So let’s begin the explanation of why REST is better than SOAP in its support of interoperability. Let’s start with a simple method invocation (java syntax):

object.method( arg1, arg2, arg3 );

A collection of these methods is the typical starting point of a SOAP implementation. The first interoperability problem that we encounter here is the order of the arguments. A better solution would be to introduce names, optional, default arguments. In the absence of this construct the way to do this is to objectify all the arguments (see Half-Bean Pattern). So now we have this:

document.arg1 = a;
document.arg3 = c;
document.arg2 = null;
object.method( document );

The advantage is that there is no explicit dependencies in the order of the arguments. Second you have the opportunity to introduce optional arguments. Finally, there is no need to have multiple method signatures for different calling variations. This allows one to design the API to make the most common operations easy to do.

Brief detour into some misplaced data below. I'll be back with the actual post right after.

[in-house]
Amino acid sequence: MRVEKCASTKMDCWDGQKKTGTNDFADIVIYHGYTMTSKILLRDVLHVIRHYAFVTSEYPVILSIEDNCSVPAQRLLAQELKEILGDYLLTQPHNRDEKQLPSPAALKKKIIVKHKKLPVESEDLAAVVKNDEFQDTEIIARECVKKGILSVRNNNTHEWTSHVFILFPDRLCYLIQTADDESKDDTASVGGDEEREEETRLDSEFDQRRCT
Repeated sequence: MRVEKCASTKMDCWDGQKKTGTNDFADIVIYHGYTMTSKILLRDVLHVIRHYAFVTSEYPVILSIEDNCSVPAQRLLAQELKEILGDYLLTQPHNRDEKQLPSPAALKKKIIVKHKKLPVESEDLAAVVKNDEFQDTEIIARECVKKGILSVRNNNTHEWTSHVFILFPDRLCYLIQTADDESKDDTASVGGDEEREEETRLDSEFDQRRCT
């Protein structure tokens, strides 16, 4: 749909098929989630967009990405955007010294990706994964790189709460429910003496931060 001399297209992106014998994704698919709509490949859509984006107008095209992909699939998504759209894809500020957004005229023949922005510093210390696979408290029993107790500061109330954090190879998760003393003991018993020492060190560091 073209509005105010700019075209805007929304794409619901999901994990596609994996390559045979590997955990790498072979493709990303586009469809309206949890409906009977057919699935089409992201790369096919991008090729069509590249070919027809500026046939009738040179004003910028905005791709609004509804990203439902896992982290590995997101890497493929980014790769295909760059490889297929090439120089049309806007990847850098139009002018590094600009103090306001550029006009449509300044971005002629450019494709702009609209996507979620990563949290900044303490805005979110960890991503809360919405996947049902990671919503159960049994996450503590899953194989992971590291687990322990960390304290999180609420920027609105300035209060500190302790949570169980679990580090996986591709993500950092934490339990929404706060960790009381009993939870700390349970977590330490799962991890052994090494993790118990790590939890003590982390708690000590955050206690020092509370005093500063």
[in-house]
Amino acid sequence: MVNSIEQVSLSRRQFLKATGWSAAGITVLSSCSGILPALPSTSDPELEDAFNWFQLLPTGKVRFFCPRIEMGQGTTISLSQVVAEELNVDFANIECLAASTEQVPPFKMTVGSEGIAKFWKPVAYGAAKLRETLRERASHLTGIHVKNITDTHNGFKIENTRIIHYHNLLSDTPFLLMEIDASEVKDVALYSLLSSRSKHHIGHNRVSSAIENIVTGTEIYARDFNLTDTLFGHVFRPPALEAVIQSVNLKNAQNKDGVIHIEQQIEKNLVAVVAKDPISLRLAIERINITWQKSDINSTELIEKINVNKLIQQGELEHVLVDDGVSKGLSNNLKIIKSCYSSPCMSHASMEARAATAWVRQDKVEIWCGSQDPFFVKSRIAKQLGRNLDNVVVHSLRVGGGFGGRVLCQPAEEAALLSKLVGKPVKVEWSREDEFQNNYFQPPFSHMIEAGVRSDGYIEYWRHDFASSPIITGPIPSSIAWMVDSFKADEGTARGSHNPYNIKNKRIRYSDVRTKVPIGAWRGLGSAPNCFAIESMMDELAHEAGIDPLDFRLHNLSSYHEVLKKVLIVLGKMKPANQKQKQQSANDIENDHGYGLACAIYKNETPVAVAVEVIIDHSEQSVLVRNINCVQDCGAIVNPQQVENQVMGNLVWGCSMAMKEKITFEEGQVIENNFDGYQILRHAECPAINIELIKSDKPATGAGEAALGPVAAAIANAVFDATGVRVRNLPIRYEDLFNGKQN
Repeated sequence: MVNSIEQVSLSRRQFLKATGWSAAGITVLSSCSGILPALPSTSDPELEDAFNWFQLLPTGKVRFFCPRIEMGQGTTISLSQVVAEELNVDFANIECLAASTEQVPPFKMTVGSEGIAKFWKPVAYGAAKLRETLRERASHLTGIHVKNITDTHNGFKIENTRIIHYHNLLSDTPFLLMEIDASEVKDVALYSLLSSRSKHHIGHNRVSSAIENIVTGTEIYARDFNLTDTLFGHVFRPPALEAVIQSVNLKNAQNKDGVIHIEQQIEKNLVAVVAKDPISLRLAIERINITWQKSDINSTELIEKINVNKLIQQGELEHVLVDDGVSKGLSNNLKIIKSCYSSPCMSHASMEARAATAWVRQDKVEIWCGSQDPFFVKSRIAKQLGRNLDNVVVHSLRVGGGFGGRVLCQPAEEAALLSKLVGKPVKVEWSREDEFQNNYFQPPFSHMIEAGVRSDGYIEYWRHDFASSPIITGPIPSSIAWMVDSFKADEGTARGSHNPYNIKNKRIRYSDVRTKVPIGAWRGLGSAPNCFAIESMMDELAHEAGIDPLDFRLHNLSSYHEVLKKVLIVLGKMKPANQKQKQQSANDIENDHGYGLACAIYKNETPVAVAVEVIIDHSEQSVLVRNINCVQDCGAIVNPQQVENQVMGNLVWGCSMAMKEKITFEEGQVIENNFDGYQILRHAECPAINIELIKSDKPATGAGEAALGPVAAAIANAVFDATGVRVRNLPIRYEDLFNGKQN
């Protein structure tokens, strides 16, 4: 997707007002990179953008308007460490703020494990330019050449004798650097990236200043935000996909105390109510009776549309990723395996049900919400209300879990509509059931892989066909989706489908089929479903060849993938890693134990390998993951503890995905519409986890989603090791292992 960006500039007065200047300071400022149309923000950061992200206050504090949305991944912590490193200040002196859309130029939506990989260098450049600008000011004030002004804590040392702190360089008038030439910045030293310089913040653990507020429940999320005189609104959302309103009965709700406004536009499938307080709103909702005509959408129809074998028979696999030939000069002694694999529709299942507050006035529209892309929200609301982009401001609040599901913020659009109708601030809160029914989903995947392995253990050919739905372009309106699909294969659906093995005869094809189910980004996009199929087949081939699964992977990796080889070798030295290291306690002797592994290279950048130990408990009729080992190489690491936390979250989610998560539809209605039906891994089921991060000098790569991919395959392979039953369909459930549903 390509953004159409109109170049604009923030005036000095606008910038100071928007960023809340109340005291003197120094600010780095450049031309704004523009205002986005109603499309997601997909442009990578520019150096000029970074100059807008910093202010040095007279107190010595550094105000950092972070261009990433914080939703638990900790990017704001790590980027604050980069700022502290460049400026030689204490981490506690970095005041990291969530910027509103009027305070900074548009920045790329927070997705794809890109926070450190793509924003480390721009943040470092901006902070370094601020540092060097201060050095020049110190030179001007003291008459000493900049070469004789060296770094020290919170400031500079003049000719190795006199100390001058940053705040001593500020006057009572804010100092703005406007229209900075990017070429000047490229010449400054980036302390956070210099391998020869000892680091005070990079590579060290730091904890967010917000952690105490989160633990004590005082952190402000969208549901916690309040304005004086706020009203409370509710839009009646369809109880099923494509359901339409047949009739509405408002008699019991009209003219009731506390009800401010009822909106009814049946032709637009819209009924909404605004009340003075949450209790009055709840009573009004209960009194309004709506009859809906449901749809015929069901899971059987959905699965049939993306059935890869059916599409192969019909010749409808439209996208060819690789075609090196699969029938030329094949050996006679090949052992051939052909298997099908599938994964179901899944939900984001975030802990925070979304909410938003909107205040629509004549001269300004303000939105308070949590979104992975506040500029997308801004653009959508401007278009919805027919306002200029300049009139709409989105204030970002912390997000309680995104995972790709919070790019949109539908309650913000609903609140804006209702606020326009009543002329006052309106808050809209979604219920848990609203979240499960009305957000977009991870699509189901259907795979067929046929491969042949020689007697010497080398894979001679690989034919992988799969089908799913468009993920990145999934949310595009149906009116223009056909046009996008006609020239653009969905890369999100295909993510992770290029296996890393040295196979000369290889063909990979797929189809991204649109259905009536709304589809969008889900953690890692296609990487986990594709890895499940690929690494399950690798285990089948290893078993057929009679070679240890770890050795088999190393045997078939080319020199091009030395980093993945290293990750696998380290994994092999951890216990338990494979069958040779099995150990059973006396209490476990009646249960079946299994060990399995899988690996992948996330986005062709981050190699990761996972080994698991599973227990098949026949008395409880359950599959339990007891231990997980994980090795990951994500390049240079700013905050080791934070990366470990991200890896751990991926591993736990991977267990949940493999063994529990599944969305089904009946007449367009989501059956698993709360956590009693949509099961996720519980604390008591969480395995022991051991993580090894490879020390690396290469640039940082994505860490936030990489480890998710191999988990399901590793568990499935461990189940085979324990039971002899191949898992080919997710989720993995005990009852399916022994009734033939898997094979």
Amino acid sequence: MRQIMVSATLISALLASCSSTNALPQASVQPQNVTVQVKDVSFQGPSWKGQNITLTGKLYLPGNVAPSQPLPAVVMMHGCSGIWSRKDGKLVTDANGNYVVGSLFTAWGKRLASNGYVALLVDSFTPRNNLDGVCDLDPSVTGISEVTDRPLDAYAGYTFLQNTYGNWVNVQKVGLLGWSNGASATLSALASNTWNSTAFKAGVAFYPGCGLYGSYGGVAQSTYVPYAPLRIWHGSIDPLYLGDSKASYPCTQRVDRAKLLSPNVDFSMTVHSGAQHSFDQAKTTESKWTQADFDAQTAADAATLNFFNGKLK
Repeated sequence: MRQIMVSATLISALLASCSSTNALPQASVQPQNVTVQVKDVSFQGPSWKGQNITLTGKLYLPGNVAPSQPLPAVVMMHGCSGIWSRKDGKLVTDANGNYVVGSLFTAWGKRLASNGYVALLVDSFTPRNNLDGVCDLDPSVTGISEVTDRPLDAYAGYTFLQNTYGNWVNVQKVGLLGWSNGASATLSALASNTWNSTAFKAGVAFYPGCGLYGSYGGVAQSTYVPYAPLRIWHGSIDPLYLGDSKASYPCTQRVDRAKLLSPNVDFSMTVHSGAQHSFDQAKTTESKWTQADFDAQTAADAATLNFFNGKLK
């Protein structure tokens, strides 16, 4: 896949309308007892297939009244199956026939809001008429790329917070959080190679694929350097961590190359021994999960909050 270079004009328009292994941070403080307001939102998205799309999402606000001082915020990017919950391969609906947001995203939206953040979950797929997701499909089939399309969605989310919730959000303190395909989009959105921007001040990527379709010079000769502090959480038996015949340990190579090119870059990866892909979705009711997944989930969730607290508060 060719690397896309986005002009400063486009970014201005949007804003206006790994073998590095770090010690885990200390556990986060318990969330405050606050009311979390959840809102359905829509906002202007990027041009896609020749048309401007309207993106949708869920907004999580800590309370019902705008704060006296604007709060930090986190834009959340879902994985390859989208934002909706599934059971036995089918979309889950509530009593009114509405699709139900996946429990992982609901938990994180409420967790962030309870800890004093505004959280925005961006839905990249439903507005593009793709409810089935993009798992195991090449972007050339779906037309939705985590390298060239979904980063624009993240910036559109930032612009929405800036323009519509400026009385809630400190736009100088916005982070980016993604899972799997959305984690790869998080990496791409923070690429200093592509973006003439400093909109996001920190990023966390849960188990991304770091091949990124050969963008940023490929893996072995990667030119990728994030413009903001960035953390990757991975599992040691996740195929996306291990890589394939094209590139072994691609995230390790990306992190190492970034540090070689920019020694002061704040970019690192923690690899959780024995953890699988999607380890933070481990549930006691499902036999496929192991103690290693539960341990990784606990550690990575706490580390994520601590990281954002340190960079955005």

Now that we simplified the arguments, let’s now look at a set of these methods packaged in an interface:

/* code snippet 1 */
interface Interface {
    Result1 method1( Request1 req );
    Result2 method2( Request2 req );
    Result3 method3( Request3 req );
    
}

Here again there is a sequencing problem. Objects contain state and therefore the order you invoke a method can affect its behavior. That is:

i.method1 ( req1 );
i.method2 ( req2 );
i.method3 ( req3 );

Differs from:

i.method2 ( req2 );
i.method1 ( req1 );
i.method3 ( req3 );

To avoid this problem, we try to consolidate all method to avoid unnecessary sequencing dependencies. We refactor this to:

interface Protocol {
    Result1 method1( Interface i, Request1 req );
    Result2 method2( Interface i, Request2 req );
    Result3 method3( Interface i, Request3 req );